How to Raise Our Kids to be Superheroes
With all the challenges of the past year and a half, we need our superheroes now more than ever. We need those people and ideals that we can count on, that give us hope, that don’t change like the latest fads, that inspire us and direct us. I have been very blessed to have a lot of superheroes in my life. Many were men and women of the generation before me. Some fought wars. Some fought addiction. Some taught, some preached, some worked hard at their jobs, some raised kids. Some were leaders and some were quiet examples who were simply kind. The best gift they gave me was the desire to be like them.
How can we now prepare our kids to be the superheroes of the future? Having worked with students for over 40 years now, I have both great hopes and great concerns. In many ways, kids are the same. They are curious. They test boundaries as they learn how to interact with the world around them. Most need to touch the hot fire to learn to avoid it. At the risk of sounding like an “old fogey,” I worry that today our kids have a barrage of influences constantly coming at them through the constantly increasing power of technology. Even as adults, we often fall prey to becoming obsessed with all that technology and social media lure us with. We can’t raise our kids in a bubble. So how do we prepare them for this high-paced, socially demanding world yet encourage and build their strength, resilience, and character?
One thing we need to do is teach our children to have grit, to work at things even when they are difficult. This is especially important for children with learning differences. We cannot allow our students to use their learning difficulties as an excuse or a crutch. While we do need to provide support, we must not fall into the trap of giving our children too much help. For example, we can’t give them answers on homework and tests thinking that will help them feel better about getting the good grade. If our students get used to someone always providing that help, they will quickly learn to disengage in class because they know someone will do the work for them later. We also need to learn to let them fail. All heroes have failed. That is how we learn. As much as we want to protect our children’s feelings, they sometimes must “hurt” to get stronger. Yes, we need to listen when they are upset. It’s important to be a sponge and just soak up what they are saying. Listen quietly and calmly without reacting strongly as children often mirror our reactions. Kids usually just need time to express frustration, especially when their beaker is full. Remember, you don’t have to fix everything; just listen.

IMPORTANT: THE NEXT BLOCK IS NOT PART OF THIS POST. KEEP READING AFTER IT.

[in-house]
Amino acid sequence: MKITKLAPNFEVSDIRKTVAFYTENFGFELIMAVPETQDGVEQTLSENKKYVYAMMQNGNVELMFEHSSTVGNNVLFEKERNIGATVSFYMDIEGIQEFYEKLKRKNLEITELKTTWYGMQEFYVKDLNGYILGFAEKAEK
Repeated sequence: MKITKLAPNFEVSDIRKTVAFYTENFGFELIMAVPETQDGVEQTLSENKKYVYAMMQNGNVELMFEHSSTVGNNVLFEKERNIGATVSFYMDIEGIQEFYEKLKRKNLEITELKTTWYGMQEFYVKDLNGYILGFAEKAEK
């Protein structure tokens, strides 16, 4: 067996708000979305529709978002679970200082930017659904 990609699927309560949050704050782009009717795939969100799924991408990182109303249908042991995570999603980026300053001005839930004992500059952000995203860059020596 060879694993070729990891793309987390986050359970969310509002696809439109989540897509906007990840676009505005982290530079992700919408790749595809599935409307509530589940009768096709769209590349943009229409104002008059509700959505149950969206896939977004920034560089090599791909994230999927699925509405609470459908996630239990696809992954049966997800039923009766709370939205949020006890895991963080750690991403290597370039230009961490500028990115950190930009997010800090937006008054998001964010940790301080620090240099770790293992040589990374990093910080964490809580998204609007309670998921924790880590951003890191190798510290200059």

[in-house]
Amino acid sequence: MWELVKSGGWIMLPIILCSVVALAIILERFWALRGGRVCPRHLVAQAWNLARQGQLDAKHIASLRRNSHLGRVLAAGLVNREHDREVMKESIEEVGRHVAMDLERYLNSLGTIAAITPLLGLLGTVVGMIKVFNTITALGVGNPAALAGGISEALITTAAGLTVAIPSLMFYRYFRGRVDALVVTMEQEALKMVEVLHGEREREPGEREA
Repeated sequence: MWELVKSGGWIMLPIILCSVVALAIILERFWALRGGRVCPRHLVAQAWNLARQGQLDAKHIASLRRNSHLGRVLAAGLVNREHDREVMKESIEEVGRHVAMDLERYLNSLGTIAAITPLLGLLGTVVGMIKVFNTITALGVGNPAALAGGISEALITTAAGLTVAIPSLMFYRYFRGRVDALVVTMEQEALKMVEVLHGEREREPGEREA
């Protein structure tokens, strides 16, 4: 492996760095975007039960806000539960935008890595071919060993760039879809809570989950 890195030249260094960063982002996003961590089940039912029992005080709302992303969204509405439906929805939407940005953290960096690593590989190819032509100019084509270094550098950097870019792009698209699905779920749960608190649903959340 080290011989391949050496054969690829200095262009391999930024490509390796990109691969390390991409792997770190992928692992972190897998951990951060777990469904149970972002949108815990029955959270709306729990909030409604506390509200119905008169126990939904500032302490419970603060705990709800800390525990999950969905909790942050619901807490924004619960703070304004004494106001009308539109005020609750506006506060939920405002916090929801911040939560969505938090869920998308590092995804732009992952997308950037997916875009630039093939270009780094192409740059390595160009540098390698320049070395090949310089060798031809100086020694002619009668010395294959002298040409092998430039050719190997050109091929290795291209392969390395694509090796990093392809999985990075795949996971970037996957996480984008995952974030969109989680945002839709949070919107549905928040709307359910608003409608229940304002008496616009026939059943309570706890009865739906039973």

Don’t rush to label your child’s problems with the latest trend. In the last 10 years, I have seen an increasing number of children diagnosed or categorized with anxiety. While I do believe that there are many children that do suffer a true chemical imbalance or have issues related to traumatic experiences, I think that we are often using this term as an avoidance from coping with regular life stress. Some stress is beneficial for us as it helps us to be productive. It also worries me to see an increasing number of students everyday who come to the office for pain relievers, Tums or other OTC medication. Have children truly become so much more fragile? Let’s encourage our youth to be strong as well as sensitive. How do we accomplish this? The best way to raise a superhero is to be an example of a superhero yourself. Make sure you are modeling the qualities of character that you want your child to exhibit. Spend quality time with your child away from other distractions. Get outside with your family. Encourage your child’s talents and interests. Show your child how to be generous. Remember, every superhero needs a sidekick; that is you!
Christopher Reeve who played Superman said, “I think a hero is an ordinary individual who finds strength to persevere and endure in spite of overwhelming obstacles.” I believe heroes also should be willing to give to others, even when it is inconvenient for themselves. I am very thankful for my heroes, both old and young, and look forward to seeing many of our students as tomorrow’s superheroes.
“The ultimate measure of a man is not where he stands in moments of comfort and convenience, but where he stands at times of challenge and controversy” – Martin Luther King, Jr.